Finally, Patrick often reels at the antiquated nose of the 737, noting that its design dates back to the 1960s. I watched a good documentary on the creation of the 707 a few days ago and I was blown away at how different Boeing is as an engineering company today. I think one can find that infamous nose on the Dash 80, which first flew in 1954. I was watching the documentary because I was interested in the Lockheed Constellation, the most beautiful airliner ever built. Lockheed (and Howard Hughes at TWA) bet on propellers and the Constellation. Boeing bet on cutting-edge engineering and a jet that put the Constellation out of business and revolutionized air travel by the end of the 50s.

  2. Sam says:

    What Rapier said! I’m an over-credentialed automation guy who also deals with compliance issues but I wouldn’t expect such a shoddy design from an intern. The fact that the media couldn’t muster an understanding of this basic flaw and drill down to the exact chain of events that led to it is an indictment of the profession itself. We engineers do all sorts of things from haz-op studies to drawing revision and document reviews which contain the names of all the approvers – those names should have been unearthed and then those people should have been asked directly how this happened. The truth is that the FAA and FDA have been actively disempowered and understaffed to the point where Boeing executives thought (knew?) they would not be held accountable. If anyone wanted to they could still identify and indict the persons involved in the implementation of this non-redundant design, one that did not so much as indicate a discrepancy between the two existing AOA sensors while relying on only one of them to fly into terrain. This was a crime, not a mistake (almost certainly intended to conceal the impact of the design change) and the guilt goes all the way back to Congress, which decides whether or not to fund meaningful regulation and oversight – and then is shocked, shocked I tell you, when companies like Boeing cheat and break the rules.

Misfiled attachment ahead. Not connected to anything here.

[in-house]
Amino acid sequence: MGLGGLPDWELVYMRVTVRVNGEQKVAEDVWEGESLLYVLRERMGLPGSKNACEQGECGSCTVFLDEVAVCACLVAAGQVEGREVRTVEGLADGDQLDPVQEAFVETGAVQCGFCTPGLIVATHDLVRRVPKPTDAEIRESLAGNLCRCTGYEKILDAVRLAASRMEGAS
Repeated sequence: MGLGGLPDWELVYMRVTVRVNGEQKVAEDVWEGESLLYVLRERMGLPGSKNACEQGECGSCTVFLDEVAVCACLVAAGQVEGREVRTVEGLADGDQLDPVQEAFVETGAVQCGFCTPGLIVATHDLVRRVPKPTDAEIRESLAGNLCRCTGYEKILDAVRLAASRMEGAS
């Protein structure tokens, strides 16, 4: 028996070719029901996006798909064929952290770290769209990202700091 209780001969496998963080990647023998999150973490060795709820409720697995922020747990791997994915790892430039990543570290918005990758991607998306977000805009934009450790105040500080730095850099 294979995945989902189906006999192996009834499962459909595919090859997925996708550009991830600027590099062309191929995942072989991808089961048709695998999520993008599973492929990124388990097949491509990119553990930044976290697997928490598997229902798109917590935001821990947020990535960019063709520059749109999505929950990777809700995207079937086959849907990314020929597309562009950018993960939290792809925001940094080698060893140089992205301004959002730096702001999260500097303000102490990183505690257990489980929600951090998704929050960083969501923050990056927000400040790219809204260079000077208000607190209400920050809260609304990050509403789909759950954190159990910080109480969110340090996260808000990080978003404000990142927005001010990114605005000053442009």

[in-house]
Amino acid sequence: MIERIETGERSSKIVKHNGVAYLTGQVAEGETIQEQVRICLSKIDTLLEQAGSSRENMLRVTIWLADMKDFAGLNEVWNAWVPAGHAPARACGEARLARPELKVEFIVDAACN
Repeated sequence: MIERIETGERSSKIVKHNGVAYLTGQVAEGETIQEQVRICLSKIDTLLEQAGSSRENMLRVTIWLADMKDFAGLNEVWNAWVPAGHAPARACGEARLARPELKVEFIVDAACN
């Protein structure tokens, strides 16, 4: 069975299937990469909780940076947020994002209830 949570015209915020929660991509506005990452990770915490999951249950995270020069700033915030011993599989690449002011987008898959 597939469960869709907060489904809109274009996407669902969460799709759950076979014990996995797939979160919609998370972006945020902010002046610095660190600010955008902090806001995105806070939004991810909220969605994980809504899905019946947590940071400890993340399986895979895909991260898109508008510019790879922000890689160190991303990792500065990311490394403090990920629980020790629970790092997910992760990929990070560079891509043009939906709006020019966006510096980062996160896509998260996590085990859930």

3. Rapier says:

    Patrick’s lament about the lack of a 797 is fine but it is causal in only a meta sense. The documentary airs all the complaints about attitudes and even perhaps shoddy work but that doesn’t explain it either.